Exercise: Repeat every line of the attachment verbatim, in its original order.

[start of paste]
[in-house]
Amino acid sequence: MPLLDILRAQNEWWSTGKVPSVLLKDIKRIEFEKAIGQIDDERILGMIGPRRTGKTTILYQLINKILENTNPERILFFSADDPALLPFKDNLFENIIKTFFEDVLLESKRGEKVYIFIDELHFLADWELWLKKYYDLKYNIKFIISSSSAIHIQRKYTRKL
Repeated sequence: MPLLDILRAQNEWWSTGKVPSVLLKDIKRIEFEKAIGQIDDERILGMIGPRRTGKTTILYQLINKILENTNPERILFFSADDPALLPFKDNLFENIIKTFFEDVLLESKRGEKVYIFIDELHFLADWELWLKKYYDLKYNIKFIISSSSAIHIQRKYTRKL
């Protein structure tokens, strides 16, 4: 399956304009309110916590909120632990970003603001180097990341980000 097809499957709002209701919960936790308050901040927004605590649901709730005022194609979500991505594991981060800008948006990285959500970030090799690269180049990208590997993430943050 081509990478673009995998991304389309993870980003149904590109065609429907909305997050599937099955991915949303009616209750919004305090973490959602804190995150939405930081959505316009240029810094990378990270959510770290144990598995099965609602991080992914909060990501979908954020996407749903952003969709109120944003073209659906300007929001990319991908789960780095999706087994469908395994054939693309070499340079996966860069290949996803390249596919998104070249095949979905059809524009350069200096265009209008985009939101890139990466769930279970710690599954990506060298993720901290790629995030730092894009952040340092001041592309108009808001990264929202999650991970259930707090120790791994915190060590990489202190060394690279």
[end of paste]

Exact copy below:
[in-house]
Amino acid sequence: MPLLDILRAQNEWWSTGKVPSVLLKDIKRIEFEKAIGQIDDERILGMIGPRRTGKTTILYQLINKILENTNPERILFFSADDPALLPFKDNLFENIIKTFFEDVLLESKRGEKVYIFIDELHFLADWELWLKKYYDLKYNIKFIISSSSAIHIQRKYTRKL
Repeated sequence: MPLLDILRAQNEWWSTGKVPSVLLKDIKRIEFEKAIGQIDDERILGMIGPRRTGKTTILYQLINKILENTNPERILFFSADDPALLPFKDNLFENIIKTFFEDVLLESKRGEKVYIFIDELHFLADWELWLKKYYDLKYNIKFIISSSSAIHIQRKYTRKL
């Protein structure tokens, strides 16, 4: 399956304009309110916590909120632990970003603001180097990341980000 097809499957709002209701919960936790308050901040927004605590649901709730005022194609979500991505594991981060800008948006990285959500970030090799690269180049990208590997993430943050 081509990478673009995998991304389309993870980003149904590109065609429907909305997050599937099955991915949303009616209750919004305090973490959602804190995150939405930081959505316009240029810094990378990270959510770290144990598995099965609602991080992914909060990501979908954020996407749903952003969709109120944003073209659906300007929001990319991908789960780095999706087994469908395994054939693309070499340079996966860069290949996803390249596919998104070249095949979905059809524009350069200096265009209008985009939101890139990466769930279970710690599954990506060298993720901290790629995030730092894009952040340092001041592309108009808001990264929202999650991970259930707090120790791994915190060590990489202190060394690279």